Mandatory FTC Disclaimer: I did not receive this game to review, but clicking on a link may earn me a commission

Saturday, March 16, 2013

My 100 Most Favorite Video Games of All Time #95: Activision Hits Remixed

Many of the reasons why I like Activision Hits Remixed are similar to why I enjoy Atari Classics Evolved.  There is something pure about playing the classics from a time when the only storyline that really existed was in a manual and where it was wave after wave of things to shoot.  The games were simple and addictive and no company was better at that than Activision.  It always aimed high … and often succeeded.

I’m not sure what makes these classic games like Demon Attack, Pitfall, Barnstorming and Stampede “remixed,” but it could be the fact that the soundtrack is all ‘80s music.  Of course, there are a few different modes you can play them in, too, but the best way to enjoy them is not in black and white, but in their original color scheme. 

Activision not only gives us the games here (over 40 of them, actually), but also the manuals (usually kind of interesting to read) and the boxes, many of which were enticing, solid works of art.  As all Activision fans of that era know, the box art never lived up to the games inside, but you always held out hope.  Frankly, it rarely mattered because the games were just plain fun to play.

Some of the games collected here have individually made it onto my list for one reason or another.  Putting collections like this on my list almost seems like a cheat, too, but I stand by it.  Having all these games in one place in a handheld is like being a kid in a candy store.  It is overload of the best sort.  And you get to hear Wall of Voodoo while roping cattle.  How cool is that?

Mandatory FTC Disclaimer: I paid for this game.  Clicking on a link may earn me a commission.

Tuesday, March 12, 2013

My 100 Most Favorite Video Games of All Time #96: Atari Classics Evolved

If you saw the title of this and your immediate reaction was to groan, you’ve played the game.  You didn’t groan because it sucked, though.  You groaned because it’s hard.  Very hard.  What makes it so difficult?  Atari Classics Evolved teases.  That’s right.  Teases.  Like the girl who wants to do everything but that.  You start out with a few old Atari games (like Centipede, Pong and Missile Command) in both their original state and a new “evolved” state (3D, better graphics, etc.), but if you want to get the fifty-plus Atari 2600 games available for play and dangled in front of your pleading eyes, well, you gotta work for it.

The “work” in this case is unlocking a few achievements in every one of the core games.  There are 11 core games, each with four awards.  If you are too lazy to do the math, that’s 44 awards.  Easy, right?  Hell no!  Yeah, some are obtained with relative ease, but there are others that will have you pulling out your hair trying to obtain them.  At some point you have a brainstorm, and then everything changes.

For me, this brainstorm was about a week into playing the game.  I was trying to unlock something in Super Breakout when it occurred to me: Why am I so hell-bent on unlocking old Atari games to play on a PSP?  What the hell was I thinking?  Would Adventure or Combat really be worth it?  Of course not, but I kept playing anyway, and that’s the beauty of this game.  These are simple, quick games with plenty of replay value, but the idea of getting more games that are actually worse is somehow enough to keep you playing.  It’s the equivalent to getting gold on all the license tests in Gran Turismo in order to win a Chevette to run in the races.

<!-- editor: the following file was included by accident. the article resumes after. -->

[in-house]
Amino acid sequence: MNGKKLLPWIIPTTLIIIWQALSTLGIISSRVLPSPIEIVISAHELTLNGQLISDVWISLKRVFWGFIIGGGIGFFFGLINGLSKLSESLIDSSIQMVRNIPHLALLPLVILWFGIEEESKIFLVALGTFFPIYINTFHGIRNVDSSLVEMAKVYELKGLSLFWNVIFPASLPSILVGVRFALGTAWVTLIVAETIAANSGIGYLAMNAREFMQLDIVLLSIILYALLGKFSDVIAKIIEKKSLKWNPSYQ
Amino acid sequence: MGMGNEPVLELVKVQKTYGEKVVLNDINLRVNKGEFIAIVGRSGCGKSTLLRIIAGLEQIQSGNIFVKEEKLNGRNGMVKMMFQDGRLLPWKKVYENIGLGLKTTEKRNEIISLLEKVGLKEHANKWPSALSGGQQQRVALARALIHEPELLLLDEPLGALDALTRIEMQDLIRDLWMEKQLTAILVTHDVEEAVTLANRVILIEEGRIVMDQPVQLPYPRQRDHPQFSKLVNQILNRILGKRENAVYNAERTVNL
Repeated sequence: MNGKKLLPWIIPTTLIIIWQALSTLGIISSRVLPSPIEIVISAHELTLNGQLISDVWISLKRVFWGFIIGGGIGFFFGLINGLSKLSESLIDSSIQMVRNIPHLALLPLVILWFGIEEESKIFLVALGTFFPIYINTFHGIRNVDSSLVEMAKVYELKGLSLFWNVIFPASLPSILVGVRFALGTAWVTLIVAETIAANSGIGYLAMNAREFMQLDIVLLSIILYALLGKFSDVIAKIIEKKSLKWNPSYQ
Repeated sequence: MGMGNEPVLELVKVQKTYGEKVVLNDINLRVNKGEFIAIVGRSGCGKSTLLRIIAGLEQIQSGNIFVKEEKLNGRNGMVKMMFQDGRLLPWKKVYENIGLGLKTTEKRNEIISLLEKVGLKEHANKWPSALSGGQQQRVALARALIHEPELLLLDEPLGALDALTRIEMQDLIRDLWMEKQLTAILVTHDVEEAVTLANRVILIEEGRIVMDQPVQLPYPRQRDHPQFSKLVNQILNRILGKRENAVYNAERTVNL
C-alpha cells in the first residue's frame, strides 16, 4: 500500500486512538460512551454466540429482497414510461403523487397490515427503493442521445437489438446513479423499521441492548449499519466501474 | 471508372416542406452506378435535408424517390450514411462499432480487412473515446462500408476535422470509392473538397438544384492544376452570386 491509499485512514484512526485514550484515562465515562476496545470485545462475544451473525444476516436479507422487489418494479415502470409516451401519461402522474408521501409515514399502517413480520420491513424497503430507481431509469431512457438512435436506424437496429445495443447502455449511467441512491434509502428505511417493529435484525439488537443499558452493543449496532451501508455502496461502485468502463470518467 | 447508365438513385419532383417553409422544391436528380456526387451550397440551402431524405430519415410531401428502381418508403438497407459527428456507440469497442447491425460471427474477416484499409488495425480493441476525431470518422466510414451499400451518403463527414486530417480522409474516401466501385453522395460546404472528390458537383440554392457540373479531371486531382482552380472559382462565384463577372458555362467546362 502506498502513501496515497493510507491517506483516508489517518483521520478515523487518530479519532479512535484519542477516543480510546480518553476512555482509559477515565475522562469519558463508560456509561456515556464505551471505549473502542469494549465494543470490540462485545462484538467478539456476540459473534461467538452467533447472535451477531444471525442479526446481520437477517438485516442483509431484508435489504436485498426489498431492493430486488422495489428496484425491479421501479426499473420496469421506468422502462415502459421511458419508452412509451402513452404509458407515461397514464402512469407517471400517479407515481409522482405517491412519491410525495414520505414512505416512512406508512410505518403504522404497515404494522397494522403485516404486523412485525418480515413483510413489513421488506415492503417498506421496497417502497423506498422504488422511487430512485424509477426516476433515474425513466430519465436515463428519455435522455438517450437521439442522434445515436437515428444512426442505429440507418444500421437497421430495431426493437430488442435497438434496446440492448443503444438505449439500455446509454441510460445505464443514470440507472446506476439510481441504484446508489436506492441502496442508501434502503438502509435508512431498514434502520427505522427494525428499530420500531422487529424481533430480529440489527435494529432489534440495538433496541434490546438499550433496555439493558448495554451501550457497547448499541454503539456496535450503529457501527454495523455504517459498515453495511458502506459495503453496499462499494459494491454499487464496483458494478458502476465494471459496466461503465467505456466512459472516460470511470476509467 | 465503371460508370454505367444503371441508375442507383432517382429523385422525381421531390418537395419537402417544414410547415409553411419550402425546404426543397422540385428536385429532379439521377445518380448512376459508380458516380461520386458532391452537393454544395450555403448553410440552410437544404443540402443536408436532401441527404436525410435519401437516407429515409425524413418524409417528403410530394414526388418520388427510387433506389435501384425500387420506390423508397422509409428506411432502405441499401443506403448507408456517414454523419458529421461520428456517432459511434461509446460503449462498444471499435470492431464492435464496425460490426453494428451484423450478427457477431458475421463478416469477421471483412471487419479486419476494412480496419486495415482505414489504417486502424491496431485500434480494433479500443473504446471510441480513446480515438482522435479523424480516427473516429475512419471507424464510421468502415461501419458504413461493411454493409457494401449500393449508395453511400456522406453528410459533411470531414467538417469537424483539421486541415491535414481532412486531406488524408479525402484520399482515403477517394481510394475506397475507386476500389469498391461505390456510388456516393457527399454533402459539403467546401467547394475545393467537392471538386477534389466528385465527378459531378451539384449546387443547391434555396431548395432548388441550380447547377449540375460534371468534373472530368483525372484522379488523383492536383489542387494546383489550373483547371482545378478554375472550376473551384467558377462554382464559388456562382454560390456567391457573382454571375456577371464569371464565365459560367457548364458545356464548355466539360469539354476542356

If you look at some of the poorly written reviews on Amazon for the game, you’ll find a lot of people pissed that they have to work to unlock the games (or can’t find cheat codes readily available).  These people obviously don’t get it.  It’s called a “challenge,” and challenges are supposed to be “hard.”  I know these are words lacking from far too many people’s vocabulary, but there we have it.  This game is a challenge, period.  If you don’t think the reward is worth it, don’t play it … or don’t play it for the reward. 

As for me, I have yet to unlock the damn games, but I’m still trying…

Mandatory FTC Disclaimer:  I did not receive this game to review.  Clicking on a link may earn me a commission.

Thursday, March 7, 2013

My 100 Most Favorite Video Games of All Time # 97: Robot Tank

What wasn’t there to love about Activision’s 1983 Battlezone “homage” Robot Tank?  You commanded (remotely) a tank and your mission was to seek out enemy tanks and blow them to bits before they could reach … Santa Clara, California!  Of course, they shot back at you, and if they hit you lost some control of your tank or if it were a direct hit, totally lost the tank.  As if that weren’t enough (and in those days, that was often all you got), this game came with changing weather conditions and a transition from day to night.  That innovation is what caused me to purchase the game in the first place.  I figured it would make tank destroying fun, and it did, but what I didn’t realize is that it would also make me very, very nervous. 

Shooting tanks is great, but when your video screen and radar goes out at night and the screen goes black periodically, you can’t help but feel a bit tense when you hear another unseen tank unleash some hell in your direction.  You could try backpedalling or turning, but you didn’t know if you are turning into or away from the shot.  You also had to take whatever shot you could in those rare moments when you could see what was on your screen and hope for the best.  Today’s military has it so much easier.

Graphically, the game was fairly minimalist.  It was Atari back in the early ‘80s, so that is a given.  The graphics, however, still served the game well, though the outskirts of Santa Clara could have been the outskirts of any town anywhere.  Since you were supposed to be remotely controlling a tank, the graphics actually made a bit of sense as you could imagine that what you saw on your television is what you would have seen if you were really commanding a robot tank back in the early ‘80s. 

I’ve played this game again recently, just to revisit it.  I have to say that while it seems less intense these days (or perhaps my nerves are deadened from years of Candoor Root abuse), it still holds up fairly well.  Granted, there are better combat games that have come along, but back then this was about as good as it got for your home console when it came to tanks blasting the snot out of each other.

Mandatory FTC Disclaimer:  I paid for this freakin' game.  Clicking on a link may earn me a commission.